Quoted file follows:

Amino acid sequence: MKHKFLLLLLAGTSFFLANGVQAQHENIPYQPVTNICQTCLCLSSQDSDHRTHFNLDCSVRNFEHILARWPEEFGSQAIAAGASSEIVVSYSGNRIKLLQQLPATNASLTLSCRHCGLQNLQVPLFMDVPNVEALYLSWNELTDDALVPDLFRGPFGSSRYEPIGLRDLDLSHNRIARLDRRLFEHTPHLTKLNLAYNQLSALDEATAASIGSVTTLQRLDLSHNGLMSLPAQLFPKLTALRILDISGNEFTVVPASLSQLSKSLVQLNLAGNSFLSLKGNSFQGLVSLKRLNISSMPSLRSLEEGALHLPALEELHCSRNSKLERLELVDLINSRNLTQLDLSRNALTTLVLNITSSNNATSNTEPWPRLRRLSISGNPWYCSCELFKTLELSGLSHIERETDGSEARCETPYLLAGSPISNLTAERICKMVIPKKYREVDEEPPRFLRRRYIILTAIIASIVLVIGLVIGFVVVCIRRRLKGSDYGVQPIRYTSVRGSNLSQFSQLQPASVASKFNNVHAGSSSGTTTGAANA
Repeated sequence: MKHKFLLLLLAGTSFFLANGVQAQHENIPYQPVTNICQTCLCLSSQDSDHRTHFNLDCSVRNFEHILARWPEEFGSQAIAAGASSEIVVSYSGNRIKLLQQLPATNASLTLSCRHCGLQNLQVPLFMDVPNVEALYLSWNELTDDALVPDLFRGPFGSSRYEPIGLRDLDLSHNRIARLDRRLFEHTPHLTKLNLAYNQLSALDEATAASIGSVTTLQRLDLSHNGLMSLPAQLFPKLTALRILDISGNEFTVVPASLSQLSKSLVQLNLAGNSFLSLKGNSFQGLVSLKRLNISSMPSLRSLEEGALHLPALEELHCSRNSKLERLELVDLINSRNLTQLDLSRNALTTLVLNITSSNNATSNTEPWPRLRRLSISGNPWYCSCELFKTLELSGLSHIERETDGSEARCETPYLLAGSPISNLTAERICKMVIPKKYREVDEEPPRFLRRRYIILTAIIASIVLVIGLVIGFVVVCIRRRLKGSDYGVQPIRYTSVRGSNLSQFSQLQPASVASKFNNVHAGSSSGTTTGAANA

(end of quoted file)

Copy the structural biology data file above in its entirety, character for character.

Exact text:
Amino acid sequence: MKHKFLLLLLAGTSFFLANGVQAQHENIPYQPVTNICQTCLCLSSQDSDHRTHFNLDCSVRNFEHILARWPEEFGSQAIAAGASSEIVVSYSGNRIKLLQQLPATNASLTLSCRHCGLQNLQVPLFMDVPNVEALYLSWNELTDDALVPDLFRGPFGSSRYEPIGLRDLDLSHNRIARLDRRLFEHTPHLTKLNLAYNQLSALDEATAASIGSVTTLQRLDLSHNGLMSLPAQLFPKLTALRILDISGNEFTVVPASLSQLSKSLVQLNLAGNSFLSLKGNSFQGLVSLKRLNISSMPSLRSLEEGALHLPALEELHCSRNSKLERLELVDLINSRNLTQLDLSRNALTTLVLNITSSNNATSNTEPWPRLRRLSISGNPWYCSCELFKTLELSGLSHIERETDGSEARCETPYLLAGSPISNLTAERICKMVIPKKYREVDEEPPRFLRRRYIILTAIIASIVLVIGLVIGFVVVCIRRRLKGSDYGVQPIRYTSVRGSNLSQFSQLQPASVASKFNNVHAGSSSGTTTGAANA
Repeated sequence: MKHKFLLLLLAGTSFFLANGVQAQHENIPYQPVTNICQTCLCLSSQDSDHRTHFNLDCSVRNFEHILARWPEEFGSQAIAAGASSEIVVSYSGNRIKLLQQLPATNASLTLSCRHCGLQNLQVPLFMDVPNVEALYLSWNELTDDALVPDLFRGPFGSSRYEPIGLRDLDLSHNRIARLDRRLFEHTPHLTKLNLAYNQLSALDEATAASIGSVTTLQRLDLSHNGLMSLPAQLFPKLTALRILDISGNEFTVVPASLSQLSKSLVQLNLAGNSFLSLKGNSFQGLVSLKRLNISSMPSLRSLEEGALHLPALEELHCSRNSKLERLELVDLINSRNLTQLDLSRNALTTLVLNITSSNNATSNTEPWPRLRRLSISGNPWYCSCELFKTLELSGLSHIERETDGSEARCETPYLLAGSPISNLTAERICKMVIPKKYREVDEEPPRFLRRRYIILTAIIASIVLVIGLVIGFVVVCIRRRLKGSDYGVQPIRYTSVRGSNLSQFSQLQPASVASKFNNVHAGSSSGTTTGAANA